Although the Articles of Association of the new IATA made no provision for Traffic Conferences, it became obviously necessary that such conferences be established, at which fares and rates could be discussed and agreements be reached for submission to the interested governments.

 

A Clearing House was established in 1947 at IATA for interline billing and settlement. Of crucial significance for the worldwide system were the measures taken over the years by IATA for standardization and simplification of tickets, air waybills and other documents used by passengers, cargo, airports and travel agencies. IATA’s technical work is supervised by its Technical Committee, whose activities can be grouped under several headings, such as avionics and telecommunications, engineering and environment, airports, flight operations, medical, facilitation, security, etc.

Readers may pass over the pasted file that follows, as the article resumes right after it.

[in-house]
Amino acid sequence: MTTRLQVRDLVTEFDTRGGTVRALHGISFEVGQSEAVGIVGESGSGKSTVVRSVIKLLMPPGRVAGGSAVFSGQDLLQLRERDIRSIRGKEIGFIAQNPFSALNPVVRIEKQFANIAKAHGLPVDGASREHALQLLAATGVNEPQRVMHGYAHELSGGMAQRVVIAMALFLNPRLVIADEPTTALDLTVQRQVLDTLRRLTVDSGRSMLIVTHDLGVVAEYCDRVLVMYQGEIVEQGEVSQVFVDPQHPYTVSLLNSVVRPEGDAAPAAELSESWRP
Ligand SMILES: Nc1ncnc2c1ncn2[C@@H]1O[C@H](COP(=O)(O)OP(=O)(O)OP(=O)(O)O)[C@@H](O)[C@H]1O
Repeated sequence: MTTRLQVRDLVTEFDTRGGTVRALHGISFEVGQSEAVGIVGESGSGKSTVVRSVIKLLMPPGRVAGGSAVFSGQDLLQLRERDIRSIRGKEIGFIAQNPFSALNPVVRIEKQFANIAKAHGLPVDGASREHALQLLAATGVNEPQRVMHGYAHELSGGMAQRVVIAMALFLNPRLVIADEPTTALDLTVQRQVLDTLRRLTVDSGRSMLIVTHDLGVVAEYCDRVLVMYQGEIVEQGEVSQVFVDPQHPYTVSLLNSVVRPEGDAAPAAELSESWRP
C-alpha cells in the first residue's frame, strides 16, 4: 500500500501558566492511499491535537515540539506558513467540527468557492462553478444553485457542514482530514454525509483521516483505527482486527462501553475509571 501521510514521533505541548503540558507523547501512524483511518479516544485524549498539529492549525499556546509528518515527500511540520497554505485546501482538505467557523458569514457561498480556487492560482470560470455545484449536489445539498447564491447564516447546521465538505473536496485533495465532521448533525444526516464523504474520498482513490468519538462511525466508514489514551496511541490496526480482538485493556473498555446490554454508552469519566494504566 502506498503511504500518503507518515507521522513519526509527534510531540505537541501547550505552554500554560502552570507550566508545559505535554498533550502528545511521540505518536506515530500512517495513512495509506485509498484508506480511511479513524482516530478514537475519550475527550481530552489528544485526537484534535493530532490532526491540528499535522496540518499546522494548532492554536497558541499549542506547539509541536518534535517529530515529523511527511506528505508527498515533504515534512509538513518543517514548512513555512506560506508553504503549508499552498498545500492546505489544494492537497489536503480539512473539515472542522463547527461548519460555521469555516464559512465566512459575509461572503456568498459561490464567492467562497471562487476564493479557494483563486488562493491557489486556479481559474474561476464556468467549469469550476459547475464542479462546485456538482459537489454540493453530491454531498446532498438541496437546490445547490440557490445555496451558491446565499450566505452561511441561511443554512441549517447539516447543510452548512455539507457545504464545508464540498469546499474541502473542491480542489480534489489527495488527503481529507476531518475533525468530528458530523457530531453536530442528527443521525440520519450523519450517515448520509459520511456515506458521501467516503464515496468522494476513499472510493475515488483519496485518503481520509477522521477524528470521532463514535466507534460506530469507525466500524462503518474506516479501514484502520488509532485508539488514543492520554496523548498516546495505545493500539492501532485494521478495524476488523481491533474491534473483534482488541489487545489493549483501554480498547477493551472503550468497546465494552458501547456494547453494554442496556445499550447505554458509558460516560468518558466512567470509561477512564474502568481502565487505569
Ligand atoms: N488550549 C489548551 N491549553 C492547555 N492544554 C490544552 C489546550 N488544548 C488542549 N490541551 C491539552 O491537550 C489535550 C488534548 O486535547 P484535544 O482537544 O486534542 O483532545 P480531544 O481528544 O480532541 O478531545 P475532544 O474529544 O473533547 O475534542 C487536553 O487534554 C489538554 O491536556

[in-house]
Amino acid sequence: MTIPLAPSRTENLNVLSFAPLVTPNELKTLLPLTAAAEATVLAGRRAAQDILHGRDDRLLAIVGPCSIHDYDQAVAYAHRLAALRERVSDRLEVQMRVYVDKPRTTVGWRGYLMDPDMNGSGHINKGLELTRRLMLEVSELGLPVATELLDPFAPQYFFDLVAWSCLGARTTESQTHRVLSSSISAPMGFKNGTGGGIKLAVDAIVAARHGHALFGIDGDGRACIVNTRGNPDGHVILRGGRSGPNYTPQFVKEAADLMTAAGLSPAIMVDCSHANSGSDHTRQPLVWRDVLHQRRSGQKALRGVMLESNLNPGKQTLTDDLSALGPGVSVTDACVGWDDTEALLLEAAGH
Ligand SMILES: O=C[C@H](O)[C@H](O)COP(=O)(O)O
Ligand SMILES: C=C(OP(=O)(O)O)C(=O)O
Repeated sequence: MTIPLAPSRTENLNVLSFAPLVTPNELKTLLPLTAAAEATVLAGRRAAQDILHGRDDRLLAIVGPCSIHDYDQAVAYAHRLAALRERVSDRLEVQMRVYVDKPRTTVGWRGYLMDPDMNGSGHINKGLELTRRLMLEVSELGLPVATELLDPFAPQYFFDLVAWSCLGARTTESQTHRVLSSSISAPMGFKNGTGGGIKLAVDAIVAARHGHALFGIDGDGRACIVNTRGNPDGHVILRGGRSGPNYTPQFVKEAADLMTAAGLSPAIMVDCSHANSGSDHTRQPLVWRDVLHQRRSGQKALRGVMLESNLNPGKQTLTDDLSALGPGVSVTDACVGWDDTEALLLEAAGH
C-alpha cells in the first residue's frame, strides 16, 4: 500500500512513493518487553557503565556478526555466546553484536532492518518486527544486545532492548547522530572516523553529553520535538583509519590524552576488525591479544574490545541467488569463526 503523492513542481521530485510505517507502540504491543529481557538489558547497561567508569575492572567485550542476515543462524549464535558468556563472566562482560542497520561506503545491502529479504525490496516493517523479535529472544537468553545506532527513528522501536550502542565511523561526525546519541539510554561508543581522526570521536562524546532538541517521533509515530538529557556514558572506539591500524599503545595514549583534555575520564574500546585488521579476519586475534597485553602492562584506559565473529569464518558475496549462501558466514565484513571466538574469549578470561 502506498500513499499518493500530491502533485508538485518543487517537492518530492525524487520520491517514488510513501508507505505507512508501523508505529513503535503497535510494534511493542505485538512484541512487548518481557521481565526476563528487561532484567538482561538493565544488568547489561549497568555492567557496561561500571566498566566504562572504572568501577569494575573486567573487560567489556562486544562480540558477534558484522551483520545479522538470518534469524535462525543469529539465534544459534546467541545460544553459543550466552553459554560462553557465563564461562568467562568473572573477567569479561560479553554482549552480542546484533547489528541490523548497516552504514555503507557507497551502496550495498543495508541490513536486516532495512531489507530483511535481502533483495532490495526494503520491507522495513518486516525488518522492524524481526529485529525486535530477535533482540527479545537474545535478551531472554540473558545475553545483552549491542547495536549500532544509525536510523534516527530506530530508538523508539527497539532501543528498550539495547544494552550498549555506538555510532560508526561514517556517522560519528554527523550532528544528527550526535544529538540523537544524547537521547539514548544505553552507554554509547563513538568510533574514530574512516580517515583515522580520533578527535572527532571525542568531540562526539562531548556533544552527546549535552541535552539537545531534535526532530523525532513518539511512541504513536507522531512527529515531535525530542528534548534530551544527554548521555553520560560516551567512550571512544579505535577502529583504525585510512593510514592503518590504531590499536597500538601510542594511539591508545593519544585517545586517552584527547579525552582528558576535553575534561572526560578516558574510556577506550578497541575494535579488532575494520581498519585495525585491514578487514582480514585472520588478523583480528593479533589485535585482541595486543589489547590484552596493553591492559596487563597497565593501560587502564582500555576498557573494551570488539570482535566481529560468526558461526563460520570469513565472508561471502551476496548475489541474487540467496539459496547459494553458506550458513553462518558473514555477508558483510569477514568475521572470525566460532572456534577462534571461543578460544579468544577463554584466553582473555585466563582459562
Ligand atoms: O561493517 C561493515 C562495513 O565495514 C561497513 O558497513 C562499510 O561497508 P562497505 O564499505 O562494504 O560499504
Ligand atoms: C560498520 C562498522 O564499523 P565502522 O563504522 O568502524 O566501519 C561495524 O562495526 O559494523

There is no doubt that IATA fulfills a vital role for the airline industry. Although individual priorities have changed considerably as time has passed, there is a growing demand for the Association’s services; international air transport system has grown to a highly sophisticated and global business.

 

Several countries issued stamps or postmarks either to commemorate the IATA Annual General Meeting (AGM) held in their country or to highlight the international cooperation between IATA and ICAO.

 

 

IATA 4th Annual General Meeting held in Brussels, Belgium, from 14 to 18 September 1948.

It shows the emblem used by IATA at that time. Postmarked on 17 September 1948.